No one can dispute that our world as we know it is being faced with one of its greatest challenges of all time. Seems like every day we hear via our media whether it be the radio, TV, newspaper, Google, Facebook, or Twitter, of yet another hurdle that this pandemic has thrown at us. The question is how much of this kind of information can we take in when it is to most people in the category of bad news? If we are one of those who are addicted to or on the receiving end of our relentless news feeds how it it affecting us?
When over 70 Nova Scotians from age five to seventy five…plus several dogs…gathered recently near the Tobeatic Wilderness to defend our rapidly diminishing numbers of Mainland moose, I knew we were on to something.
Where less than 20 years ago the number of moose in our province was approximately 1,000 according to wildlife scientists and other interested naturalists, today they number about 100. The fact that our government is allowing Westfor, a large logging company, to clear out this wilderness area, one of the last bastions for the moose, was too much for this group of concerned citizens. Some of them living in the area have woodlots of their own and are managing them sustainably.
Four years ago the people of the United States of America voted in Donald Trump as their president. It was totally unexpected as he ran against Hilary Clinton who was almost certain to get in and be the first female to ever hold this important office. Unfortunately, this was a shock to the majority of those who voted and became one of the worst decisions that the electorate could ever have made. In fact, it was to become a decision that not only set their country back, but has also had negative repercussions throughout the world.
With the advent of autumn and the return of the sun after hurricane Teddy’s recent visit which fortunately did not bring the forecasted winds but did leave us a substantial amount of much needed rain, I was eager to take my car out for a run to do some exploring. With only a few hours to spare, I opted for a quick trip to the North Shore on the Bay of Fundy side of Nova Scotia.
My first stop was the small fishing village of Hampton where you will always find lobster boats tied up at the wharf ready to head out to sea. This scenic village is a favourite location for cottagers from all parts of our province, some from other provinces in Canada, and a handful of Americans who have brought the village to life every summer except for this year, thanks to COVID. Every Canada Day in early July, the Hampton Lighthouse and Historical Society has been hosting a successful lobster dinner as a fundraiser for their lighthouse maintenance. However, not wanting to accept defeat by the pandemic, they decided to offer the same dinner as a ‘take out’ instead.
Things were quiet when I arrived except for a few curious people walking the rocky beach most probably searching for stones and driftwood treasures offered in abundance by the Fundy. I didn’t want to take the time to walk the beach so headed in the other direction to see if there was any action on the cliff where the cottages are located. Unfortunately, they looked quite deserted. The only sign of any life was a car stopped in the middle of the road with a man and a woman appearing to be looking at what I thought was a map. I stopped and asked if they were lost and whether I could help them? Not at all: they were observing a bird…a huge black one with a brilliant red crest on his head. We quickly agreed that he was some kind of woodpecker but never had we seen one so large. After lots conversation about birds and other things that curious travellers discuss when out for drive, along came another youngish woman with a huge camera. We flagged her down to find out if she could tell us more about this handsome bird. Without hesitation, she confirmed for us that it was indeed a woodpecker and that he was a Piliated Woodpecker commonly found in the southernmost regions of Canada and throughout the eastern part of the US. Since that day, I have heard from others that more than usual have been sighted here in Nova Scotia this year. No doubt he is another gift left to us by climate change and COVID.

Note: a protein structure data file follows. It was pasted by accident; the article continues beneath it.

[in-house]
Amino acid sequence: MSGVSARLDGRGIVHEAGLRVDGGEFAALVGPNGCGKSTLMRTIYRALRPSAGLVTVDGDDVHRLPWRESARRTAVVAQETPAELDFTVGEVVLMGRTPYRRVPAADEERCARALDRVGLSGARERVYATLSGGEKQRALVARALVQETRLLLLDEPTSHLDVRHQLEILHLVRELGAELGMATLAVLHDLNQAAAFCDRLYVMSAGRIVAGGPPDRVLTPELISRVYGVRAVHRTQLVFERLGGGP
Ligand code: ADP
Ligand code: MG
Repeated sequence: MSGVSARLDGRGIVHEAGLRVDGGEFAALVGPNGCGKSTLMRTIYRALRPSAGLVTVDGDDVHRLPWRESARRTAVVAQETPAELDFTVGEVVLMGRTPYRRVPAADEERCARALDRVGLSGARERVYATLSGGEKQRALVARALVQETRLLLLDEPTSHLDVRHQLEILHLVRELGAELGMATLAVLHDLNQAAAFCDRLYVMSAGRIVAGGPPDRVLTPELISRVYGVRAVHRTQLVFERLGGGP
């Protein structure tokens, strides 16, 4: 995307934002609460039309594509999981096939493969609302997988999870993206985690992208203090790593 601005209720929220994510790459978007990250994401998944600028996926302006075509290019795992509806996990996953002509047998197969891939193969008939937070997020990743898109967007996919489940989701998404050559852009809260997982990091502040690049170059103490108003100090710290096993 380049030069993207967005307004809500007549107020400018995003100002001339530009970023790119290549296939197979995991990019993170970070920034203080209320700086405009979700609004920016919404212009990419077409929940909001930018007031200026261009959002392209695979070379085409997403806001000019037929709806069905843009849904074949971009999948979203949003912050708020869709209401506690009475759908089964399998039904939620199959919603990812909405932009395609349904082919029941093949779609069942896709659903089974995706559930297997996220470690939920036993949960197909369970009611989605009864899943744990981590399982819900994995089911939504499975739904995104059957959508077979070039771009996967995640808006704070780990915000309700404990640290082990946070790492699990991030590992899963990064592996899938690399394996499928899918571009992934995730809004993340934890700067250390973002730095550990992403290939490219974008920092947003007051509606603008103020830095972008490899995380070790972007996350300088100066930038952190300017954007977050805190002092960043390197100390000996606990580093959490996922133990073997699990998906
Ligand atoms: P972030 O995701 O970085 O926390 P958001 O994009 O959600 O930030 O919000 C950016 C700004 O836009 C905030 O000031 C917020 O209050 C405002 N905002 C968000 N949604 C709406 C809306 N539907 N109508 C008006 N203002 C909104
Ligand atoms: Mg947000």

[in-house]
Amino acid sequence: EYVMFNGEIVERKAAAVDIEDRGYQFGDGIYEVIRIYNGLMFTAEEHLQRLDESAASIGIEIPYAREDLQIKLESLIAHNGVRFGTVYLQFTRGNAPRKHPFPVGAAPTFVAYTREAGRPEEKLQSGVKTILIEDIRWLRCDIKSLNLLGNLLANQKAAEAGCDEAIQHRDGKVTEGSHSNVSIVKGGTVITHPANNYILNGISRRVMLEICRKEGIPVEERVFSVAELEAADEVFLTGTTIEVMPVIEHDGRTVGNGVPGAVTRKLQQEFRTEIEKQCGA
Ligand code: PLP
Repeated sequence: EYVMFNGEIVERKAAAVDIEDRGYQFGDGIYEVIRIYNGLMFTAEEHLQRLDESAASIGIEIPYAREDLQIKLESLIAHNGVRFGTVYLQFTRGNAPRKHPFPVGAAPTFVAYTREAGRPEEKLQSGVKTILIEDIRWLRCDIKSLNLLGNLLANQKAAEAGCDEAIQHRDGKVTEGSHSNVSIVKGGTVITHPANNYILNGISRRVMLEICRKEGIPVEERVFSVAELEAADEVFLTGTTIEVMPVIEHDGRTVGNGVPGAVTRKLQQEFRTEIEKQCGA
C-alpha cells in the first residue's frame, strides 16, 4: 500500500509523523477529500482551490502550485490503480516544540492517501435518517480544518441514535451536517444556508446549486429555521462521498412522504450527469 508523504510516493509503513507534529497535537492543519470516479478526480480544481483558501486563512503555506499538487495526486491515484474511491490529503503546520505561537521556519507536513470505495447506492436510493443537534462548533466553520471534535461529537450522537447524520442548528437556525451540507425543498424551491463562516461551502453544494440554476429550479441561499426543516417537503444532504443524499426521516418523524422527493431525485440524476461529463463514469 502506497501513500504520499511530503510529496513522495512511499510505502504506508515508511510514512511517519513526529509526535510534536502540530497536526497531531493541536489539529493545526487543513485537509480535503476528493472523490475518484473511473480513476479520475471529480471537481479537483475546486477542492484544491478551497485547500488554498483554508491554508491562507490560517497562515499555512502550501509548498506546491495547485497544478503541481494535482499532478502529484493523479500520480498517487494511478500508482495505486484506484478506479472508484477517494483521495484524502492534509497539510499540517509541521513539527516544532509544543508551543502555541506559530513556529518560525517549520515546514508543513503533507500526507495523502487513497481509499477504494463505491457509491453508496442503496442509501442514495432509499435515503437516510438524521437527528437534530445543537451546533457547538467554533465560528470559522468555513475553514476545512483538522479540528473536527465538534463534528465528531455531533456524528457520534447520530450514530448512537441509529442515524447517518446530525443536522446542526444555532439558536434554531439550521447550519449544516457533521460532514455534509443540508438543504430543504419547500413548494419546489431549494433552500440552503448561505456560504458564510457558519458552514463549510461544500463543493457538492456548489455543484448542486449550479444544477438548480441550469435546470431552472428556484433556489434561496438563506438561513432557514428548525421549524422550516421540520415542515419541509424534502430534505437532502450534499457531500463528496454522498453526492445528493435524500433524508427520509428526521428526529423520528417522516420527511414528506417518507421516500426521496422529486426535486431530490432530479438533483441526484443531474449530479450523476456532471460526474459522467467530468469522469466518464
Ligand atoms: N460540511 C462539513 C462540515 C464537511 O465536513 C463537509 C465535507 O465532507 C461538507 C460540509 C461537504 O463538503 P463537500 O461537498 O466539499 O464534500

What is so special about Mavillette Beach one might wonder, especially when Nova Scotia has more than 7,500 km. of shoreline? That’s a lot of beaches! At least 40 or more are popular for their warm waters, their length, and their surf. In fact, our province is reported to have some of the warmest waters north of the Carolinas in the US.
One of my favourite beaches is Mavillette on the Acadian shore in the District of Clare. This summer, I made a promise to myself that I would pay a long overdue visit. For those readers who read my last post on Exploring Nova Scotia’s District of Clare, * you will know that I was so distracted by other Acadian sites and things to do on my way down in early July that I never got there. Continue reading